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Participatory Social Work: Research, Practice, Education - ebook/pdf
Participatory Social Work: Research, Practice, Education - ebook/pdf
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Wydawca: Wydawnictwo Uniwersytetu Łódzkiego Język publikacji: polski
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Participatory social work raises anew the issues of credibility of knowledge, processes of its creation and use, the purpose of social work, and its relationship to politics. It has given the impetus to the emergence of participatory research teams or, in the more radical viewpoints, to the gradual de-academization of both the empirical and theoretical aspects of social work.

In this book we focus on raising controversial issues to encourage debate, reflection and discussion concerning participatory social work with a special attention given to participatory research. As a collective monograph prepared by an international team of researchers, it should help social workers, social pedagogues, politicians, sociologists, policy makers, social activists, etc. from different geographic and socio-cultural contexts to develop critical reflection on implications and consequences of doing their research, practice and teaching in participatory ways.

“The book is the result of a longer discussion about Participatory Action Research (PAR) in different contexts. This book focuses on methodological and practical experiences of PAR in a more radical perspective. Not only opportunities but also pitfalls and challenges are worked out.”

Prof. Dr. Gunther Graßhoff (the book reviewer)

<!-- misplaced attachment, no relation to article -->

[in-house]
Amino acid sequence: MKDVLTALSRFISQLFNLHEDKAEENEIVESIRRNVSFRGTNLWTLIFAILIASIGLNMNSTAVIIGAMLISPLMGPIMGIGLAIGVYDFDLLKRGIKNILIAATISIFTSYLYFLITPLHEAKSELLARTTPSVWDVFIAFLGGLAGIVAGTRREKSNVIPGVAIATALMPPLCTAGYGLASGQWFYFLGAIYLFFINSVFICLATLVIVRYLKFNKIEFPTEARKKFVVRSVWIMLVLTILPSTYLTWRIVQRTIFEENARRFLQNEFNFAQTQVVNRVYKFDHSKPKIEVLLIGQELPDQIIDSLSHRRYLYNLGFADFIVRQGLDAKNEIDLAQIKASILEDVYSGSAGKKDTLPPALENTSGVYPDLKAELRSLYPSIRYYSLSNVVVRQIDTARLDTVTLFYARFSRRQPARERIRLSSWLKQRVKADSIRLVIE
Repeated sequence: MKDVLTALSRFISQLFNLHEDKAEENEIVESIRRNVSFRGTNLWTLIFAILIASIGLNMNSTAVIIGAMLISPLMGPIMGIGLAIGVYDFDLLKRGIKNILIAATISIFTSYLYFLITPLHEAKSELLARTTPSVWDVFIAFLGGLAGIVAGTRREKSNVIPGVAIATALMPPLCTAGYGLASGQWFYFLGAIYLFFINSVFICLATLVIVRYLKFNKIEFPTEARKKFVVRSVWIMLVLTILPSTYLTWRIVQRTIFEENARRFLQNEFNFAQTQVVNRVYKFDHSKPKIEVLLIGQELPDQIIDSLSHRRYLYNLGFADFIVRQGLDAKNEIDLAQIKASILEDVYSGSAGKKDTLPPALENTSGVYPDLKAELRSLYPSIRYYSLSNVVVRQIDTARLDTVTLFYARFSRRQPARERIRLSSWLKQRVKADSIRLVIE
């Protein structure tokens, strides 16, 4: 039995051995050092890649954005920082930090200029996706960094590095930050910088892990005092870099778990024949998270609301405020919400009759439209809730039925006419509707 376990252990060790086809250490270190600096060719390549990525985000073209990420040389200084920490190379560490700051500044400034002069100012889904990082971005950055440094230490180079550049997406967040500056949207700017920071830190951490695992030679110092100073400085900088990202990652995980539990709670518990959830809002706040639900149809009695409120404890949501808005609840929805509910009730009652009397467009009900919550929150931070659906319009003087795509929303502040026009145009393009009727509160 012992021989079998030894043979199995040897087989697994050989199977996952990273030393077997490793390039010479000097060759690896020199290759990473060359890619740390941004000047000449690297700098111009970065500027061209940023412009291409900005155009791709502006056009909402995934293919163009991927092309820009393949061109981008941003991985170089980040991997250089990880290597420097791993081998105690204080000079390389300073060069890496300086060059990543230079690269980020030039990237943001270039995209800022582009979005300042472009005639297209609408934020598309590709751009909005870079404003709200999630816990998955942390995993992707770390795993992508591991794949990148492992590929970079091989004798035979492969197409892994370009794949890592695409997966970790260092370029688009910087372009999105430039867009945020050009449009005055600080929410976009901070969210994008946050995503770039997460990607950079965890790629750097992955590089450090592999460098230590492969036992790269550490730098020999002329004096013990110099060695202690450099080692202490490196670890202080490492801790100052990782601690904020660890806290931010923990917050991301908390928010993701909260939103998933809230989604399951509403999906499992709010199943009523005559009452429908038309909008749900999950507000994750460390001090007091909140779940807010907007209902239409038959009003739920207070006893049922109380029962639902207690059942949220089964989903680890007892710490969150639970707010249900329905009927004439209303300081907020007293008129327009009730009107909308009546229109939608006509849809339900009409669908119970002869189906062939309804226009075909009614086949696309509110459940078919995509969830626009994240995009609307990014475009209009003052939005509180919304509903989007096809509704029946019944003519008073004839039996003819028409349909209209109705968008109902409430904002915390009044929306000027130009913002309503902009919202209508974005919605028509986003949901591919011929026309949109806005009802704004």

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Łódź–Kraków 2019 Mariusz Granosik, Anita Gulczyńska, Małgorzata Kostrzyńska – University of Łódź Faculty of Educational Sciences, Department of Social Pedagogy Pomorska 46/48 St., 91-408 Łódź Brian Littlechild – University of Hertfordshire, United Kingdom © Copyright by Authors, Łódź–Kraków 2019 © Copyright for this edition by University of Łódź, Łódź–Kraków 2019 © Copyright for this edition by Jagiellonian University Press, Łódź–Kraków 2019 All rights reserved No part of this book may be reprinted or utilised in any form or by any electronic, mechanical or other means, now known or hereafter invented, including photo- copying and recording, or in any information storage or retrieval system, without permission in writing from the publishers Published by Łódź University Press Jagiellonian University Press First edition, Łódź–Kraków 2019 ISBN 978-83-8142-348-9 – paperback Łódź University Press ISBN 978-83-233-4599-2 – paperback Jagiellonian University Press ISBN 978-83-8142-349-6 – electronic version Łódź University Press ISBN 978-83-233-9951-3 – electronic version Jagiellonian University Press Łódź University Press 8 Lindleya St., 90-131 Łódź www.wydawnictwo.uni.lodz.pl e-mail: ksiegarnia@uni.lodz.pl phone +48 (42) 665 58 63 Distribution outside Poland Jagiellonian University Press 9/2 Michałowskiego St., 31-126 Kraków phone +48 (12) 631 01 97, +48 (12) 663 23 81, fax +48 (12) 663 23 83 cell phone: +48 506 006 674, e-mail: sprzedaz@wuj.pl Bank: PEKAO SA, IBAN PL 80 1240 4722 1111 0000 4856 3325 www.wuj.pl Contents Mariusz Granosik, Anita Gulczyńska, Małgorzata Kostrzyńska, Brian Littlechild – Here We Are: Our Journey to Participatory Research ......................................... Part I. Changing Communities through Participatory Practices ....................... Geof Dix, Sue Hollinrake, Sara Spencer – Co-producing Community with Disabled Researchers and Citizens: the Challenges and Potential for Successful Collaboration ........................................................................................................... Witold Mandrysz – Participatory Budgeting: Action Research Procedures in Community Work ..................................................................................................... Chiara Panciroli, Francesca Corradini – Doing Participatory Research with Families that Live in Poverty: the Process, Potential and Limitations ..................... Małgorzata Kostrzyńska, Monika Wojtczak – Participatory Response to Needs of People Who Experience Homelessness: the Example of “Homeful – Homeless” Box Project .............................................................................................................. Eliška Černá, Lenka Polánková – Empowering Community: Theatre of the Oppressed as a Tool of Homeless People’s Emancipation ..................................... Hilaria Soundari – Contemporary Scenario of Participatory Social Work Research in Rural India ........................................................................................................... Part II. Issues in Intercultural Participatory Social Work and Research .......... Rita Bertozzi – Empowering Migrant Youth through Participatory Approach in Social Work ............................................................................................................. Katarzyna Czarnota – Participatory Research with Romanian Roma Immigrants Living in Polish Settlements: Methodology, Results and Barriers ............................ 7 15 17 33 47 65 85 101 115 117 133 6 Contents Davide Galesi – Ethnopsychological Consultation: a Tool for Strengthening of Partnerships in Multicultural Social Work ................................................................ Marek Mikulec, Kateřina Glumbíková – Difficulties Faced by Researchers in Participatory Practices: An Example of Research with Roma People ..................... Part III. Callenges Encountered in Participatory Research and Practice ......... Anna Jarkiewicz – Theory and Practice of Participatory Approach in Schools: an Example of the Future Youth Schools – a Forums Project ................................. Alice Gojová, Kateřina Glumbíková – Dilemmas in Participatory Approaches to Social Work ............................................................................................................. Izabela Kamińska-Jatczak – Lines of Activity Addressed to Families: Limiting the Participatory Approach as with Casework Practitioners .......................................... Linda Kemp, Di Bailey, Adam Barnard – Doing Participatory Action Research: Reflections on Criticality and Social Justice from the Researchers’ Perspective .... Mariusz Granosik, Anita Gulczyńska, Anna Jarkiewicz, Małgorzata Kostrzyńska – Challenges Faced by Social Pedagogy Academics in the Course of Participatory Action Research with Homeless People and Street Workers as Co-Researchers ..... Part IV. Participatory Issues in the Academic Education .................................. Doris Böhler – Learning Together: Social Work Students and Service Users Reflect Critically on Their Diverse Life Experiences ................................................ Creating Links Group – “Creating Links”: The Involvement of Service Users and Carers in the Provision of Social Work Education in England ................................. Magdalena Sasin – The Project of Artistic Workshops with Students: Achievements and Challenges of Participatory Practice in University Curriculum.......................... Part V. Participatory Social Work – Current Debates ......................................... Peter Beresford – Radicalising Social Work: Involving Everyone; Including All Our Knowledges ...................................................................................................... Brian Littlechild – The Potential and Reality for the Inclusion of Service Users in Social Work ............................................................................................................. Marek Czyżewski – Pitfalls of Participatory Approaches........................................ List of Contributors ............................................................................................... 149 165 179 181 197 211 235 253 275 277 287 303 323 325 339 359 369 MARIUSZ GRANOSIK*, ANITA GULCZYŃSKA*, MAŁGORZATA KOSTRZYŃSKA*, BRIAN LITTLECHILD** Here We Are: Our Journey to Participatory Research The book you are holding has taken a long time to compile, and is a result of a complex process that has led our thinking about participatory research in social work to this very place. This process explains to a large extent the structure of the publication and its diversity, even though we did not plan for it and it came as a surprise, which is why it is now worth devoting some introductory pages to it. We need to start by stating that the history of empowerment of research participants, usually service users, was in each of our cases different, but the individual differences mostly arise from the location in two empirical cultural traditions: Polish and British. The sources of Polish inspirations for a monograph devoted to participatory research can be traced back to the activity of the European Resource Centre for Social Work Research (CERTS). More than ten years ago, we initiated as part of it, a discussion about more democratic forms of research in the field of social work, held in a gradually growing circle of representatives of academic networks from France, Belgium, the Netherlands, Lithuania, and Poland.1 The initial aim of CERTS and its * University of Łódź, Poland. ** University of Hertfordshire, United Kingdom. 1 The relationship between the Department of Social Pedagogy represented by the Polish editors of this volume and the Centre dates back to 2000, when seminars set up by the CERTS started. Its focus has been the development of epistemological and methodological 8 seminars was to get to know different perspectives on analysis of broadly defined social work in member entities; however, at a certain stage of our search we reached fiercely disputed yet differently understood positions in each of the member states participatory methodologies. Today, we can even say that they have allowed us to create an alternative methodological paradigm, but the beginnings did not go as far as this. Our original idea was to systematise social work research, taking into consideration the degree of “theoretical” and “physical” participation. The first aspect describes to what extent the researcher (academic) assumes the perspective of the research participant as an epistemological starting point for empirical conclusions. We extended this continuum from the scientist’s normative perspective (negligible theoretical participation) to the understanding interpretive paradigm based on social constructivism. The other dimension of participation concerned the extent to which the researcher is physically present in the research participant’s environment. Thus the defined continuum spreads from quantitative survey research (without any meeting between a researcher and a research “subject”) to long-lasting participant observation. It seemed to us that such dimensions would form a matrix within which nearly all social research methods could be located, according to the level of service users’ participation in them. At that time, it was difficult for us to imagine a possibility of co-creation of research by academics and service users, which is why we reduced the participation of the latter to the representation of their perspective (theoretical participation). In consequence, knowledge, even though it was not co-created, was produced with respect to the service users’ perspective.2 The next stage of development involved adding the third dimension, meaning discursive participation. The adoption of the service users’ perspective not only enriched the theoretical conclusions of particular studies, but also changed the scientific discourse in this area, which potentially might affect public debates over the issue indicated. In other words, we acknowledged the political representation of the users’ point of view in academic and public discourses, and the methodological consequences this entailed (Granosik, 2014). Despite some interesting examples of studies of our foreign colleagues, at this stage of collaboration we were unable to treat the participation of aspects of social work. The seminars, always conducted in the two official languages of the Centre (French and English), were designed with the intention to create a platform for experience exchange as well as to consider the idea of building a possible partnership for future joint research projects. Over a long time of dynamic development of the activity of this Centre, its president was Ewa Marynowicz-Hetka, Chair of the Department of Social Pedagogy at the University of Łódź. 2 This stage of work on participatory social work research was documented and discussed in a collective monograph (Marynowicz-Hetka, Gulczyńska, Granosik, 2011). Mariusz Granosik, Anita Gulczyńska, Małgorzata Kostrzyńska, Brian Littlechild 9 users as the fundamental methodological assumption. The real turning point in our thinking about participatory research came when the Polish editors of this volume encountered more radical forms of user participation, which are indicated by the process of empirically based co-creation of knowledge. What we mean by that are numerous experiences and publications by such authors as Peter Beresford (Brunel University, United Kingdom)3, Katherine Tyson McCrea (Loyola University Chicago School of Social Work, USA) and Lewis Williams (University of Southern Queensland, Australia), all showing different variants of participatory research and practice including considerable participation or even control on the part of service users. This made us realise how limited the idea of participation had been in our earlier conceptualisations. Moreover, thanks to these works, we discovered analogies between action research empowering service users and the Polish tradition of social pedagogy based on the revival of human strengths. Even though the original idea of Helena Radlińska – the creator of social pedagogy in Poland and the first Head of the Department of Social Pedagogy at the University of Łódź4 – concerned action rather than research, the direction of changes seemed obvious: to include the interested parties in the activity that concerned them. In H. Radlińska’s concept of social work, the notion of “social” “describes the goal of the action (for the community) and the methods used to undertake this action (through the strengths of the community)” (Lepalczyk, Marynowicz, 2001: 197). Social work was understood as “a conscious activity to reconstruct collective life based on eliciting, multiplying and improving human strengths, and organizing them to work for the good of people” (Radlińska, 1961: 305). Her social work’s goal was “to analyse the conditions of a life to emancipate and elicit the creative potential of individuals, and not solely to adapt them to society” (Lepalczyk, Marynowicz, 2001: 197). The aim defined in such a way was to be achieved by the creation of a community: “Its structure is multi-dimensional, as it concurrently describes the goal of acting (for the community) and the manner of achieving the goal (using the strengths of the community)”. In other words, in enhancing social change one cannot limit oneself to the social worker’s activities “for the community” but also “by the community” (Lepalczyk, Marynowicz-Hetka, 2001), which clearly validates the idea of service users’ participation. The effect of this symbolic intercultural encounter was another joint monograph on participatory research in social work published in 2014 (Gulczyńska, Granosik, 2014). It was created thanks to, among other things, the involvement of the already listed researchers as well as our 3 The Author of the chapter: Radicalising Social Work: Involving Everyone; Including All 4 It is Poland’s first Department of Social Pedagogy which she organized between 1945 Our Knowledges; in this volume. and 1950. Here We Are: Our Journey to Participatory Research 10 Lithuanian (Social Work Department at Vytautas Magnus University, Kaunas, Lithuania)5 and our Polish colleagues (Department of Social Pedagogy, University of Łódź, Poland).6 This time it was a publication in Polish, so it provided, to a greater extent, academics, practitioners, and potentially also service users with diverse international experiences concerning participatory social work action research, within this locality. The idealised enthusiasm characterising our perception of participatory approaches at the time was more and more frequently accompanied by some critical thought, mostly inspired by the post-Foucauldian philosophy. One could not emphasise enough the inspiring role of Marek Czyżewski (Institute of Sociology, University of Łódź, Poland)7 and his team, with whom, over nearly two years, we examined the issues of power in the research and activity of social pedagogues, and particularly to what extent they fit within the process of creating neoliberal subjectification through the educationalisation of social reality.8 In consequence, these meetings gave rise to our discussions of the contested, ambivalent and tension-laden nature of participatory research and the ways in which participatory methodologies may become tools for more subtle and hidden forms of governance. The political significance of participatory research that manifests itself in this perspective does not require any lengthy introductions. We even get the impression that participatory research is one of the most significant forms of social life democratisation in a knowledge society. It is also hard to ignore the shift in the function of universities resulting from such research: from knowledge creation to the creation of mechanisms for knowledge (society) democratisation. The road leading to participatory research was in some ways different from, and also in some ways similar to, the perspective of Prof. Brian Littlechild, the other editor of this collection. In England and the wider UK, the very first ideas of taking into account service users’ and carers’ views, the precursor to greater service user participation, were presented in the 5 Jonas Ruškus, Gedas Malinauskas, Natalija Mažeikienė from Social Work Department in this volume. Communitas (2013). at Vytautas Magnus University, Kaunas, Lithuania. 6 Three of them have also contributed to this publication: Małgorzata Kostrzyńska as the author and co-author of two parts: Challenges Faced by Social Pedagogy Academics in the Course of Participatory Action Research with Homeless People and Street Workers as Co-Researchers and Participatory Response to Needs of People Who Experience Homelessness: the Example of “Homeful – Homeless” Box Project; Anna Jarkiewicz the author of the chapter: Theory and Practice of Participatory Approach in Schools: an Example of the Future Youth Schools – a Forums Project, and Izabela Kamińska-Jatczak the author of the chapter: Lines of Activity Addressed to Families: Limiting the Participatory Approach as with Casework Practitioners. 7 Marek Czyżewski is the author of the contribution Pitfalls of Participatory Approaches, 8 Some of results of this cooperation were published in the special issue of Societas/ Mariusz Granosik, Anita Gulczyńska, Małgorzata Kostrzyńska, Brian Littlechild 11 research of Mayer and Timms in 1970 (Mayer, Timms, 1970). This book, and its approach/findings, had a major effect on Brian and his understanding of and motivations in my work – as it did on many other academics and practitioners. It laid the ground for much of what has happened since in social work in the UK. The development of coproduction of services and individual care plans for service users and carers has been hailed as an important way forward in relation to diminishing the power imbalance between professionals and how they view how they should deliver services, and the views and experiences of service users and carers themselves. There is growing international recognition that areas of professional jurisdiction should be opened up to greater public scrutiny, debate and power-sharing (Plotnikov, 2016). This has been an important area of development in delivery of services in both health provision and in social work in England, particularly in work with people with learning disabilities, people with mental health problems, and children looked after in the public care. However, there have been criticisms from some service users that coproduction is just a way of getting service users and carers to take responsibilities for their own disadvantages and problems, and therefore attention needs to be paid to make it a reality that this is not the case in relation to challenging oppressive stereotypes, policies and interventions. In addition, some argue that this is based on the idea of individual rights, and therefore service users and carers being involved at this level, but not the highest policy and legislative levels in relation to societal views and actions. One of the main protagonists of service user power, Peter Beresford, is both an advocate for coproduction, but also a critic of some of the ways this is actioned in practice- or not- and how “lip service” can be paid to it but not really happening in everyday reality (Beresford, 2013, 2015). The importance of, and some examples of, recent developments, and reflections on these developments, in the area of coproduction and collaboration between professionals and service users and carers are set out in the chapters in this book written by Brian, and the Creating Links group, from the University of Hertfordshire. Brian’s personal interest in collaborative coproduction work in the areas of projects, teaching, policy-making and research came from his continuing dissatisfaction in ideas and paradigms in these areas that placed professionals and academics at the apex of a pyramid structure of how knowledge is seen to be constructed, operationalised, and given credence. The paradigm of allowing professionals and academics higher value in terms of their learning, views of the world, and ways of engaging with service users and carers which did not fully take account of the power imbalances within these relationships – did not seem to fit with the ideas of social work values in relation to human rights, participation, and social justice in relation to how problematic issues are framed, and responded to Here We Are: Our Journey to Participatory Research 12 in a way which fully takes account of these issues, and allow service users and carers the greatest amount of possibility to be empowered as equal partners in the construction and dissemination of knowledge. Consequently, over the last 15 years, Brian has been instrumental in developing the Creating Links group in its initial phases at the University of Hertfordshire, and has been involved in a number of research projects, taught modules and sessions which are co-produced. This interest has been fortunately one which has been shared with colleagues in the European Research Institute Social Work. So, luckily for the further development of our thinking about participatory research, our paths crossed in the ERIS association with its seat at the Ostrava University (Czech Republic), which aims to intensify research activities in the field of social work based on partnership agreements9 as part of cooperation between partner universities across Europe. Within this network, not only did we find space for discussions and planning participatory research projects, but also new contributors to this publication, who considerably broadened the socio-cultural context of the experiences presented. These contributors are Doris Böhler (University of Applied Sciences Vorarlberg, Austria)10; Davide Galesi (University of Trento, Italy)11; Alice Gojová and Kateřina Glumbíková (Ostrava University, Czech Republic)12 and Hilaria Soundari (Gandhigram Rural Institute, Deemed University, India).13 Recognising the significance of tradition and the special interest in participatory practices at the Department of Social Pedagogy of the University of Łódź, ERIS gave us a mandate to organise the Participatory Social Work: Approaches, Barriers, Critique conference, which was held in Łódź on September 29–30, 2016. This was the event where we met 9 The mission of the Institute is to carry out high-quality funded research projects involving the Institute’s European partners, and to produce European-funded teaching and learning materials for social work and social care programmes. For this purpose, it brings together researchers in the field of social work from more than ten countries, who work on joint research projects and traditionally meet during the ERIS annual conference organised by different member academic centres and in the Spring School, which gathers PhD and MA students (from all over the world) for a few days each April at the Ostrava University in order to present, support and discuss research projects conducted by students and young researchers. The president of ERIS is Oldřich Chytil from the Ostrava University. For more look at: https://eris.osu.eu/. 10 The author of the contribution: Learning Together: Social Work Students and Service Users Reflect Critically on Their Diverse Life Experiences, in this volume. 11 The author of the contribution: Ethnopsychological Consultation: a Tool for Strenghtenning of Partnerships in Multicultural Social Work, in this volume. 12 Authors of the contribution: Dilemmas in Participatory Approaches to Social Work, in this volume. 13 The author of the contribution: Contemporary Scenario of Participatory Social Work Research in Rural India, in this volume. Mariusz Granosik, Anita Gulczyńska, Małgorzata Kostrzyńska, Brian Littlechild 13 and encouraged to write a chapter the following persons: Geof Dix, Di Bailey, Adam Barnard and Linda Kemp (Nottingham Trent University, United Kingdom)14, Sue Hollinrake, Sara Spencer (University of Suffolk, United Kingdom)15, Katarzyna Czarnota (University of Adam Mickiewicz, Poland)16, Witold Mandrysz (University of Silesia, Poland)17, and Magdalena Sasin (University of Łódź, Poland).18 A wider spectrum of participatory practices was covered thanks to inviting some special guests. Contributions of Rita Bertozzi (University of Modena and Reggio Emilia, Italy)19; Chiara Panciroli and Francesca Corradini (Catholic University of Milan, Department of Sociology, Italy)20; Eliška Černá and Lenka Polánková (Ostrava University, Czech Republic)21; Marek Mikulec and Kateřina Glumbíková (Ostrava University, Czech Republic)22 and Participants of the Creating Links Group (University of Hertfordshire, United Kingdom)23 added new perspectives on participatory solutions to social issues and questions covered in our publication by other authors. Presenting the story of how we reached the present stage, we are by no means suggesting that this is a universal evolutionary path of development. On the contrary, we believe that participation can be understood very differently, depending on the cultural context and institutional conditions, and so it can develop in various ways. Moreover, it would be really non- participatory to impose only one vision and development path on this approach. The experience that we have jointly created teaches that publishing texts on participatory research is – from the academic point of view – very 14 Authors of the chapter: Doing Participatory Action Research: Reflections on Criticality and Social Justice from the Researchers’ Perspective, in this volume. 15 Authors of the chapter: Co-producing Community with Disabled Researchers and citizens -the challenges and potential for successful collaboration, in this volume. 16 The author of the contribution: Participatory Research with Romanian Roma Immigrants Living in Polish Settlements: Methodology, Results and Barriers, in this volume. 17 The author of the contribution: Participatory Budgeting: Action Research Procedures in Community Work, in this volume. 18 The author of the contribution: The Project of Artistic Workshops with Students: Achievements and Challenges of Participatory Practice in University Curriculum, in this volume. 19 The author of the contribution: Empowering Migrant Youth through Participatory Approach in Social Work, in this volume. 20 Authors of the contribution: Doing Participatory Research with Families that Live in Poverty: the Process, Potential and Limitations, in this volume. 21 Authors of the contribution: Empowering Community: Theatre of the Oppressed as a Tool of Homeless People’s Emancipation, in this volume. 22 Authors of the contribution: Difficulties Faced by Researchers in Participatory Practices: An Example of Research with Roma People, in this volume. 23 Authors of the contribution: “Creating Links”: The Involvement of Service Users and Carers in the Provision of Social Work Education in England, in this volume. Here We Are: Our Journey to Participatory Research 14 difficult. One has to accept diverse ways of presenting co-created knowledge, styles, and even text structures. We have decided that strict adherence to academic standards would be an effective barrier to knowledge co-creation, with some of its forms having no chance of getting published. We hope that this publication represents different perspectives on participation in very diverse fields of social work. We wanted this publication to be positive regardless of how critical of themselves can representatives of different approaches be. Positive, however, does not mean naively idealising, which is why it also contains chapters that describe the risks and weaknesses of participatory research. Have a nice read Editors References Beresford P. (2013), Service-user issues: Rights, needs and expectations, [in:] B. Littlechild, R. Smith (eds.), A Handbook for Interprofessional Practice in the Human Services: Learning to work together, pp. 112–135, Pearson Education, Harlow. Beresford P. (2015), User Involvement: Looking to the future, Research in Practice for Adults, Available at: https://www.ripfa.org.uk/blog/user-involvement-looking-to-the-future/ (ac- cessed: 17.04.2018). Granosik M. (2014), Discursive participation of social work research – a critical perspective, [in:] D. Paturel (ed.), Recherche en travail social: les approaches participatives, Champ Social, Nimes. Marynowicz E., Granosik M., Gulczyńska A. (2010) (eds.), Participative Approaches in Social Work Research/Les approches participatives dans les recherches en travail social, Wyd. UŁ, Łódź. Gulczyńska A., Granosik M. (2014) (eds.), Empowerment w pracy socjalnej: praktyka i badania partycypacyjne, Nowa Praca Socjalna Series, Centrum Rozwoju Zasobów Ludzkich, Warszawa. Lepalczyk I., Marynowicz-Hetka E. (2001), Helena, Radlińska (1879–1954) – Poland. A Portrait of the Person and Researcher, Teacher and Social Activist, “European Journal of Social Work”, vol. 4, no. 2. Mayer J.E., Timms N. (1970), The client speaks: Working class impressions of casework, Atherton, Oxford, England. Plotnikov M. (2016), Letting go of managing? Struggles over managerial roles in collaborative governance, “Nordic Journal of Working Life Studies”, vol. 6, pp. 109–128. Radlińska H. (1961), Pedagogika społeczna, Ossolineum, Wrocław, Warszawa, Kraków. “Societas/Communitas” (2013), vol. 2, no. 16, M. Czyżewski, E. Marynowicz-Hetka, G. Woro- niecka (eds.), special issue “Educationalisation of Social Life”. Mariusz Granosik, Anita Gulczyńska, Małgorzata Kostrzyńska, Brian Littlechild 15 Part I CHANGING COMMUNITIES THROUGH PARTICIPATORY PRACTICES Here We Are: Our Journey to Participatory Research 17 GEOF DIX*, SUE HOLLINRAKE**, SARA SPENCER*** Co-producing Community with Disabled Researchers and Citizens: the Challenges and Potential for Successful Collaboration Abstract The chapter discusses the development of a collaborative research project, involving a service user-led Coalition of Disabled People, a local authority and a local university. The collaboration was set up to inform the Coalition’s strategic planning and to raise awareness of disability issues locally, mapping assets and resources for/of disabled people, as well as needs and resource gaps. The initial pilot of this “listening project” is critiqued here. It adopted an inclusive approach to the differing roles and competences within the project co-ordinating team, whose members worked together to recruit and train disabled researchers and engage a small sample of participants. The project drew on ideas from emancipatory disability research to inform its approach. The discussion evaluates the benefits and challenges of a collaborative approach to data collection, analysis and dissemination of findings, to achieve meaningful change locally, critically reflecting on praxis and the project’s effectiveness. Introduction This contribution will critique the development of a collaborative research project, involving a service user led Coalition of Disabled People, a local authority and local university within the eastern region * Suffolk Coalition of Disabled People, United Kingdom. ** University of Suffolk, United Kingdom. *** Customer Insight and Intelligence Manager, Adult and Community Services, Suffolk County Council, United Kingdom. Co-producing Community with Disabled Researchers and... 18 of England. The project was set up to inform the Coalition’s strategic planning and to raise awareness of disability issues locally, mapping assets and resources for/of disabled people as well as needs and gaps. The following discussion will look critically at why and how the research developed as a collaborative project between the Coalition, the university and the local authority. It will critically explore some of the issues that arose as the project progressed and in particular will examine the tensions and benefits of recruiting and training local disabled people to conduct the research interviews, to be part of the process of analysing the data, incorporating their contribution as insider researchers and as “experts by experience”. Findings from the research are considered along with the importance of acting on these to achieve the desired impact of promoting change. Historical context of disability research Historically, disability research has arisen out of a critique of mainstream research that was seen to serve the (mainly able-bodied) researchers more than the disabled people being researched (Oliver, 1992). Mike Oliver offered this critique within a wider discussion and theorising about the position of disabled people in Western society, in which a number of disabled scholars were debating the relative significance of impairment and disability, with some, for example disabled feminists such as Jenny Morris (1992), placing an emphasis on the personal experience of impairment, whilst others were exploring the sociological aspects of disablism (e.g. Oliver, 1996; Barnes, 1998). The interconnectedness of impairment and disability, and the effects of the one on the other within social, cultural and material contexts were also theorised (Thomas, 1999). Goodley (2017) provides a useful summary of the different strands within the development of disability theory. Disability research, like feminist research that draws on Feminist Standpoint Theory (Stanley, Wise, 1983; Ramazanoglu, 2002) has a particular “world view” which is that the central focus is on disabled people and their concerns, that research should be done with and not to them, and that the outcomes should be beneficial for disabled people. The aim is to capture their lived experience, listen to their stories and influence change, through a “lens” that sees the social construction of disabled people as oppressive. Again, there is a parallel with feminist research methodology, with its emphasis often on the subjective, using a qualitative approach that is flexible, to embrace the detail of peoples lives. Geof Dix, Sue Hollinrake, Sara Spencer